19: On the most intensive day of strikes since the bombing began, alliance spokesmen reported that the attacks have eliminated Yugoslavia's oil
refining facilities and made substantial progress toward the destruction of its
feared air defense system.
18: The pace of refugees streaming out of Kosovo stepped up, with tens of thousands of ethnic Albanians fleeing to Macedonia and Albania.
Post Analysis: NATO Struggles to Make Progress From the Air
17: The Serb-led government accelerated its campaign to expel ethnic Albanians from the country.
15: Scores of ethnic Albanian refugees
were reported killed
when warplanes struck tractors and
wagons at two sites in southwestern
Kosovo. NATO confirmed the attack the following day.
14: Yugoslav forces raided a village in
northern Albania and fought an
hour-long skirmish with Albanian
troops, stoking fears that
the Kosovo conflict could spill into
neighboring Balkan countries and
drawing stern warnings from the
13: NATO's 19 foreign ministers launched a diplomatic offensive to convince
Yugoslav President Slobodan Milosevic to halt military action in Kosovo
before the bombing raids destroy his country. Meanwhile, at least ten people were killed in NATO's most deadly attack involving civilians since the strikes began.
12: Western diplomats expressed guarded optimism that there could soon be negotiated movement in the Kosovo crisis. Meanwhile, Masked gunmen shot and killed Slavko Curuvija, one of Yugoslavia's most prominent independent journalists.
Post Analysis: The Serb offensive was carefully planned.
11: The United States and its NATO allies boosted the number of allied warplanes deployed for the Kosovo conflict to more than 600.
10: U.S. officials accused Serb soldiers of
raping and murdering ethnic Albanian women and
vowed continued NATO strikes despite Russian
9:NATO’s airstrikes almost completely cut off Kosovo from the rest of
Serbia according to U.S. officials.
military commander pressed for a dramatic increase in firepower, reflecting
concern that the bombing has been too slow and too limited
7:Macedonia expelled thousands of ethnic Albanian refugees and 11 civilians were killed the worst single report of civilian casualties since beginning of NATO airstrikes.
6:Yugoslav President Slobodan Milosevic declared a unilateral cease-fire in Kosovo but the United States and its NATO allies dismissed the gesture as meaningless and pressed on with the bombing campaign.
5: NATO warplanes launched what alliance officials said were the most extensive airstrikes since the bombing began 13 days ago.
4: The United States and its allies announced
that they will airlift up to 100,000 ethnic Albanian refugees out of the Balkans and offer them temporary shelter abroad.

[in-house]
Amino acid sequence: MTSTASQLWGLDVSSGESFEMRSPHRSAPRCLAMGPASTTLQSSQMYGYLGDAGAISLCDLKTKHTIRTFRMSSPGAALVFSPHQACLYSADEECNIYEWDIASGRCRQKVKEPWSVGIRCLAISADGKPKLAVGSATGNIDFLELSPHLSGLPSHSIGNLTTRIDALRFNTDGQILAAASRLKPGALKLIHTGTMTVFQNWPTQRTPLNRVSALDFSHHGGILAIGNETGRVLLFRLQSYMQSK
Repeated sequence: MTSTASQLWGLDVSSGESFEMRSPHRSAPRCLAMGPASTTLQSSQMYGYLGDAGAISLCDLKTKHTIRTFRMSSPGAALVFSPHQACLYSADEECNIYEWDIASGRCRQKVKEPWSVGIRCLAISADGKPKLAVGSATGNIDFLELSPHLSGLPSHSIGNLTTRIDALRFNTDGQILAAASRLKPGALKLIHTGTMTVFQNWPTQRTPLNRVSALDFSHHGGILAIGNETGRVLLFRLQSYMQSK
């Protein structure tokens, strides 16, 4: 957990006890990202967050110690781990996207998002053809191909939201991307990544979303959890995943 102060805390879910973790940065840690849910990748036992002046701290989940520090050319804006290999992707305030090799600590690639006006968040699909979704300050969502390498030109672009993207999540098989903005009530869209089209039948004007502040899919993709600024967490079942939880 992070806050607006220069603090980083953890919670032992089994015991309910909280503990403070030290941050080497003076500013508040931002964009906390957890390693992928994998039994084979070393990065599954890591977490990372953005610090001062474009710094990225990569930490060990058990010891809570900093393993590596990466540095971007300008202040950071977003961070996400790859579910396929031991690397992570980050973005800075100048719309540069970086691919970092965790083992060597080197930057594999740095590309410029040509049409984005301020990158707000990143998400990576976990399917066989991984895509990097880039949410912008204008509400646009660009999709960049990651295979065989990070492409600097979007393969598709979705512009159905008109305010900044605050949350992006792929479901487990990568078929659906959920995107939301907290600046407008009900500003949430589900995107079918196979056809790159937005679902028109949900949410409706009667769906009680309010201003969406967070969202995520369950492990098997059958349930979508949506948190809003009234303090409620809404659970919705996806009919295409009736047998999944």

2: Seven cruise missiles fired by two U.S.
warships struck at the heart of Belgrade. Yugoslavia began criminal proceedings against three U.S. soldiers captured on the border with Macedonia.
1: The three captured U.S. soldiers were scheduled to face a Yugoslav military court and international relief officials expressed alarm for ethnic Albanians left in Kosovo.
31: Three U.S. army soldiers were captured by Yugoslav forces and later appeared bruised but alert on Serb television.
30: NATO allies agreed to expand the bombing
campaign to target the center of Belgrade as allied bombing fails to stop Serb violence against ethnic Albanians.
29: NATO commanders prepared to launch around-the-clock attacks on Yugoslavia after the strikes not only
failed deter the Yugoslav military, but have strengthened the domestic
political power of Yugoslav President
28: NATO warplanes broadened their assault against the Yugoslav military in an attempt to cut off their supplies, while thousands of refugees fled Kosovo.
27: The United States rescued the pilot of a downed jet and the Yugoslav rampage grew in Kosovo.
Allies face the limit of air power.
26: The United States and NATO expanded attacks, two Yugoslav jets were shot down and Russia expelled two NATO officials.
The United States and allies weigh the use of ground forces.
25: Kosovo ground fighting spred, and crowds of pro-Serbian protestors attacked the U.S. embassy in Macedonia.
NATO is unlikely to alter its war-strategy to pressure Yugoslav president Slobodan Milosevic.
24: The United States and its NATO allies
launched a punishing wave of
air attacks on Yugoslav military forces,
targeting defensive facilities and attempting to halt a Serbian
offensive in Kosovo.
Humanitarian officials fear the war will provoke Serbs to commit atrocities against civilians in Kosovo and intensify the exodus of refugees in the region.